Accurately measuring the true rate of absenteeism may sound simple, but many organisations get it wrong. Be clear on what information you need in your absenteeism statistics, and validate the calculations used to produce an Absence Rate, or Days Lost Per Employee per annum.
The most recent surveys conducted by DHS has found that 40% of organisations believe they under-report absenteeism, by on average of 25% – that is, 25% of absenteeism is not even recorded in your payroll or absence system. The impact is that organisations may believe they have an absence issue, but their stats do not support it.
The other main observation is that organisations do not include absence data for staff who may have left the organisation, use average headcounts, exclude certain types of leave, or worse, re-classify unplanned leave as planned leave – such as offering an Annual Leave Day or a Rostered Day off.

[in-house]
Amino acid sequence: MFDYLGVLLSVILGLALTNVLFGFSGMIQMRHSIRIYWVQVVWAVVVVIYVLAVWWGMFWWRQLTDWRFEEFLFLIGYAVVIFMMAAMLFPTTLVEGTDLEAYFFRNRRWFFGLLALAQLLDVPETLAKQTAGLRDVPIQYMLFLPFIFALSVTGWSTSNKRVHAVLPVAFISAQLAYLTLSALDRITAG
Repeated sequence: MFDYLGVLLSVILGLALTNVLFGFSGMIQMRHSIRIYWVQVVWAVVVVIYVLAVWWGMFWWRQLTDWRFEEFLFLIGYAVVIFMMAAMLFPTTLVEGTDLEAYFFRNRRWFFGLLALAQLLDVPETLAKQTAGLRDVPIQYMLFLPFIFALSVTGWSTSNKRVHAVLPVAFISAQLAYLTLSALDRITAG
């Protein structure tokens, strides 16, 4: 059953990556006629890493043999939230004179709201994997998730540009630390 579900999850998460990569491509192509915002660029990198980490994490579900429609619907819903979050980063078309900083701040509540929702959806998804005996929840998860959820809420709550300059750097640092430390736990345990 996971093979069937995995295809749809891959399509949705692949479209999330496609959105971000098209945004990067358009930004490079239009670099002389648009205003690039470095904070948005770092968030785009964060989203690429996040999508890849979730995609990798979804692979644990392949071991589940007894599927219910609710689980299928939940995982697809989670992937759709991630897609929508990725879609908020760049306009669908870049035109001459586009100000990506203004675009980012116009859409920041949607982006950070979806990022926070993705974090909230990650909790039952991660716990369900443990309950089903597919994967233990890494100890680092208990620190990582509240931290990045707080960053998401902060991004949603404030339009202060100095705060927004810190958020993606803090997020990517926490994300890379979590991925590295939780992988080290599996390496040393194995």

To calculate the cost of absenteeism to your organisation, click here to access our free calculator
Measuring absence rate
Absence*hours/ Rostered hours x 100 Be sure that you include all absenteeism, such as Sick Leave, Carers Leave, Paid and unpaid leave, Workers Compensation Absence, Lateness. Include data for both current employees and those that have left.
- Sometimes the source data is Payroll reports, and this data does not reconcile with workforce rostering data. Investigate this further if you have a rostering system as they should be aligned
The above rate is the best measure for accurate absence levels at any point in time. You can convert this absence rate back to Days Lost Per FTE for any given time as follows:
Lets say our absence rate is 4.3%. Work out how many days an employee works. A 5 day a week typically has the following days not rostered: 52 x weekends (104 days), Annual Leave (20 days), Public Holidays (10) = 134 days off out of 364 – 230 working days
Days Lost Per FTE = 230*4.3% = 9.89 days per annum.
If you are wondering what is the best tool to track chronic short-term absence check out our article on the Bradford Factor here.